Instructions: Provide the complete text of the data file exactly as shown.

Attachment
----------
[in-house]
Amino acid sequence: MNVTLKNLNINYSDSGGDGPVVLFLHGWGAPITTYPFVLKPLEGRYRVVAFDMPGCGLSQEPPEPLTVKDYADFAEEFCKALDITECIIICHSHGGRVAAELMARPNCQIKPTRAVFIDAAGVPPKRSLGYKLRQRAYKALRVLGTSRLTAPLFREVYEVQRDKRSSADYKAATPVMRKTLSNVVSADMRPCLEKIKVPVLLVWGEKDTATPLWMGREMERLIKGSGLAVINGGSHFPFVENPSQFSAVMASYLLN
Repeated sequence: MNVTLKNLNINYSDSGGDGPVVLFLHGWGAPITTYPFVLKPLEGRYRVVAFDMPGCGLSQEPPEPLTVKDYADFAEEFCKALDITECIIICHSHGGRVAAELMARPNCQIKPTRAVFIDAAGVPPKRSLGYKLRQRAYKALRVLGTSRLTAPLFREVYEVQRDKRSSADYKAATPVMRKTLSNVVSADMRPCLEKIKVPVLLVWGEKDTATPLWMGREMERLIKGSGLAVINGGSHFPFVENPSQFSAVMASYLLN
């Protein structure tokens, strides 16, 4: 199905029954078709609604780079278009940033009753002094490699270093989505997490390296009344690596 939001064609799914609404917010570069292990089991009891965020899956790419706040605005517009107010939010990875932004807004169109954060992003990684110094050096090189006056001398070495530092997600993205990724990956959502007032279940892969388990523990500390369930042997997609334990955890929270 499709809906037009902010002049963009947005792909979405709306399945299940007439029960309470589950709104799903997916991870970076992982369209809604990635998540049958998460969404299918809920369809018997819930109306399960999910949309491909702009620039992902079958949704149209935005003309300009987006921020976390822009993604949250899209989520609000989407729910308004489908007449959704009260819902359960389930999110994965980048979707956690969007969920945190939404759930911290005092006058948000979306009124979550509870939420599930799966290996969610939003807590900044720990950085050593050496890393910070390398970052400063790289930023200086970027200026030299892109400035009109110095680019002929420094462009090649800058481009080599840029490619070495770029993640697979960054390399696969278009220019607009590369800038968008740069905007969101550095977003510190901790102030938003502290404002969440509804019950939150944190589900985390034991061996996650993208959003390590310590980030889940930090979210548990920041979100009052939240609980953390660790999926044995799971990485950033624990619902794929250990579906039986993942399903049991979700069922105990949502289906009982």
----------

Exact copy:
[in-house]
Amino acid sequence: MNVTLKNLNINYSDSGGDGPVVLFLHGWGAPITTYPFVLKPLEGRYRVVAFDMPGCGLSQEPPEPLTVKDYADFAEEFCKALDITECIIICHSHGGRVAAELMARPNCQIKPTRAVFIDAAGVPPKRSLGYKLRQRAYKALRVLGTSRLTAPLFREVYEVQRDKRSSADYKAATPVMRKTLSNVVSADMRPCLEKIKVPVLLVWGEKDTATPLWMGREMERLIKGSGLAVINGGSHFPFVENPSQFSAVMASYLLN
Repeated sequence: MNVTLKNLNINYSDSGGDGPVVLFLHGWGAPITTYPFVLKPLEGRYRVVAFDMPGCGLSQEPPEPLTVKDYADFAEEFCKALDITECIIICHSHGGRVAAELMARPNCQIKPTRAVFIDAAGVPPKRSLGYKLRQRAYKALRVLGTSRLTAPLFREVYEVQRDKRSSADYKAATPVMRKTLSNVVSADMRPCLEKIKVPVLLVWGEKDTATPLWMGREMERLIKGSGLAVINGGSHFPFVENPSQFSAVMASYLLN
């Protein structure tokens, strides 16, 4: 199905029954078709609604780079278009940033009753002094490699270093989505997490390296009344690596 939001064609799914609404917010570069292990089991009891965020899956790419706040605005517009107010939010990875932004807004169109954060992003990684110094050096090189006056001398070495530092997600993205990724990956959502007032279940892969388990523990500390369930042997997609334990955890929270 499709809906037009902010002049963009947005792909979405709306399945299940007439029960309470589950709104799903997916991870970076992982369209809604990635998540049958998460969404299918809920369809018997819930109306399960999910949309491909702009620039992902079958949704149209935005003309300009987006921020976390822009993604949250899209989520609000989407729910308004489908007449959704009260819902359960389930999110994965980048979707956690969007969920945190939404759930911290005092006058948000979306009124979550509870939420599930799966290996969610939003807590900044720990950085050593050496890393910070390398970052400063790289930023200086970027200026030299892109400035009109110095680019002929420094462009090649800058481009080599840029490619070495770029993640697979960054390399696969278009220019607009590369800038968008740069905007969101550095977003510190901790102030938003502290404002969440509804019950939150944190589900985390034991061996996650993208959003390590310590980030889940930090979210548990920041979100009052939240609980953390660790999926044995799971990485950033624990619902794929250990579906039986993942399903049991979700069922105990949502289906009982």